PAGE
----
In this instance, there are quite a few alternate options for managing your condition, such as:

  • Healthy eating
  • Laser hair removal to help manage hirsutism (excess hair growth)
  • Avoid crash diets, instead focus on more balanced eating
  • Regular exercise
  • Supplements such as Vitamin D, Myo Inositol and Zinc.

Georgie Ricks is a degree qualified nutritionist who has PCOS and really struggled with managing her weight because of PCOS. After 15 years of battling, she finally managed to take control of her life through lifestyle changes.

Chatting to Unfabled, she recommended, “Low GI carbs, high protein, gentle movement, anti-inflammatory diet and removing things like gluten which causes chronic inflammation. It’s a marathon, not a sprint. There are no magic pills or quick fixes and I wish I had gone to a coach or nutritionist who had actually been through it to help me!”

You can read the full interview here.

The best supplements for managing PCOS symptoms

Supplements offer great support for PCOS symptoms, from helping with balancing your diet to supporting ovulation and promoting your chances of conception, but what supplements should you be looking for? 

Vitamin D

Vitamin D is a great supplement for people with PCOS. There is evidence to suggest that Vitamin D deficiency could be a major cause of insulin resistance and metabolic syndrome in women suffering from PCOS. 

In fact, approximately 67%–85% women with PCOS have Vitamin D deficiency. Vitamin D can be useful for:

  • Boosting your immune system
  • Aiding weight loss
  • And lowering the risk of type 2 diabetes, to name just a few benefits. 

Myoinositol

Our go to for PCOS: Myoinositol. The central ingredient in Yoppie’s Poly Complete Support. In a review of nine studies on Myoinositol, researchers found:

  • It can reduce the amount of insulin in your blood when you're fasting (known as fasting insulin).
  • It may slightly decrease male hormone levels.
  • When taken for 6 months or more, it boosts a protein named SHBG, which helps keep sex hormones in balance.

More recently, it was discovered that myoinositol may normalise the functioning of the ovaries and for those trying to conceive, enhance the quality and health of eggs.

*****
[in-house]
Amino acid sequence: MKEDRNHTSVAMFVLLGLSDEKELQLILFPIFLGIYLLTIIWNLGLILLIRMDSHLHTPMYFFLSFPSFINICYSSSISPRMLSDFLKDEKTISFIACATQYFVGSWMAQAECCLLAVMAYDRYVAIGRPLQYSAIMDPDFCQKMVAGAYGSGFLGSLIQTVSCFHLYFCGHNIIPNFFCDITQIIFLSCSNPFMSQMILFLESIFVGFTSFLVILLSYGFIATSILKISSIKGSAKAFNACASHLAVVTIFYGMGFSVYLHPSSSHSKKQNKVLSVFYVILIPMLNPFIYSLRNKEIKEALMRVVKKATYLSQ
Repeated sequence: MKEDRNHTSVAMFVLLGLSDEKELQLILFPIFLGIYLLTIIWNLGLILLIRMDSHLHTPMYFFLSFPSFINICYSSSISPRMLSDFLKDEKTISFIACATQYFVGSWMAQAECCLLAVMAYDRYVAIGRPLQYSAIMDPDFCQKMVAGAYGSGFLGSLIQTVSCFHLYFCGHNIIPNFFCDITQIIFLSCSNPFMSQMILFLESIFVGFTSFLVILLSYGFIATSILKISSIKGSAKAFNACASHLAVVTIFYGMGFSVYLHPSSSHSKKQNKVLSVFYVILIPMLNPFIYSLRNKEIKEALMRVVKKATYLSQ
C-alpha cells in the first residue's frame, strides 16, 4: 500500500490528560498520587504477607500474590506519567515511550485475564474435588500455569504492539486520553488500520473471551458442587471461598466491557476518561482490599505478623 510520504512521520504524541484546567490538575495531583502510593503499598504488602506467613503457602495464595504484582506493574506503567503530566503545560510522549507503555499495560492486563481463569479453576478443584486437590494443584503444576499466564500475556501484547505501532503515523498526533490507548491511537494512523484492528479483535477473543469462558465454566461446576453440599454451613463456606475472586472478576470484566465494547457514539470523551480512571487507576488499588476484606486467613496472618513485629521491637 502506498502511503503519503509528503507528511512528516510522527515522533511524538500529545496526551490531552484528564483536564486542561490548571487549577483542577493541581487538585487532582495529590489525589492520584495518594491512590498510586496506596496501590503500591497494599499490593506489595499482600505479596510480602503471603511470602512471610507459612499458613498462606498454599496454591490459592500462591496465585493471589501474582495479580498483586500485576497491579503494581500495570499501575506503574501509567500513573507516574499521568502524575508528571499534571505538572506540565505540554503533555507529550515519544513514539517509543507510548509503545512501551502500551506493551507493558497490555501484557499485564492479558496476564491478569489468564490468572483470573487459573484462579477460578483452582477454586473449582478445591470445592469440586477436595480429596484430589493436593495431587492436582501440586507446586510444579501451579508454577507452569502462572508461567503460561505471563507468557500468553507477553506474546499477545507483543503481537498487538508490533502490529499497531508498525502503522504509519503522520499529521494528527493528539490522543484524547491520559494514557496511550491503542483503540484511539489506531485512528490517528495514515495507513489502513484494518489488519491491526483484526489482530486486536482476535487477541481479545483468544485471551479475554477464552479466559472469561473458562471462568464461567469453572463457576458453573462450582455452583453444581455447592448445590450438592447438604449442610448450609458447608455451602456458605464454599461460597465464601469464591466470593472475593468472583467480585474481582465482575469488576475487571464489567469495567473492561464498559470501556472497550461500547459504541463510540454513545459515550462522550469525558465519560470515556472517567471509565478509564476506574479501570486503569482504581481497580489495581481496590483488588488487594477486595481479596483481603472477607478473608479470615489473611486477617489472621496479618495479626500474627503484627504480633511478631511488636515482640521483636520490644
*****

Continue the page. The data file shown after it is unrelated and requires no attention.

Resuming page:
Zinc

Research indicates that individuals with PCOS may have reduced zinc levels in their bloodstream. This deficiency could influence hormone and sugar imbalances. By adding zinc supplements, potential benefits could include:

  • Enhanced regulation of insulin and sugar levels.
  • Decreased levels of specific male hormones.
  • An increase in antioxidant markers.

Facing unwanted hair sprouting in unexpected places? You might be dealing with hirsutism, a condition often fueled by hormone imbalances, notably seen in cases of Polycystic Ovary Syndrome (PCOS). 

The good news? Recent studies hint that certain dietary supplements might be your allies. 

One such study highlighted the potential benefits of zinc supplements in reducing the severity of hirsutism, by keeping those male hormones in check that usually cause the unwanted hair growth. Though tested on a small group of 49 people, the encouraging results spark hope.

Similarly, the combined power of Magnesium and Vitamin E has shown promise. A separate study involving 60 women with PCOS witnessed a significant reduction in hirsutism symptoms with daily intake of these supplements.

While these insights are indeed promising, remember to consult with a healthcare expert to find the best strategy for you.

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References
  1. Kiani AK, Donato K, Dhuli K, Stuppia L, Bertelli M. Dietary supplements for polycystic ovary syndrome. J Prev Med Hyg. 2022 Oct 17;63(2 Suppl 3):E206-E213. doi: 10.15167/2421-4248/jpmh2022.63.2S3.2762. PMID: 36479481; PMCID: PMC9710389.
  2. Jamilian, Mehri et al. “Effects of Zinc Supplementation on Endocrine Outcomes in Women with Polycystic Ovary Syndrome: a Randomized, Double-Blind, Placebo-Controlled Trial.” Biological trace element research vol. 170,2 (2016): 271-8. doi:10.1007/s12011-015-0480-7
  3. E Wehr and others, Association of hypovitaminosis D with metabolic disturbances in polycystic ovary syndrome, European Journal of Endocrinology, Volume 161, Issue 4, Oct 2009, Pages 575–582, https://doi.org/10.1530/EJE-09-0432
  4. Unfer, Vittorio et al. “Myo-inositol effects in women with PCOS: a meta-analysis of randomized controlled trials.” Endocrine connections vol. 6,8 (2017): 647-658. doi:10.1530/EC-17-0243
  5. Abedini, Maryam et al. “Zinc status and polycystic ovarian syndrome: A systematic review and meta-analysis.” Journal of trace elements in medicine and biology : organ of the Society for Minerals and Trace Elements (GMS) vol. 52 (2019): 216-221. doi:10.1016/j.jtemb.2019.01.002
  6. Nasiadek, Marzenna et al. “The Role of Zinc in Selected Female Reproductive System Disorders.” Nutrients vol. 12,8 2464. 16 Aug. 2020, doi:10.3390/nu12082464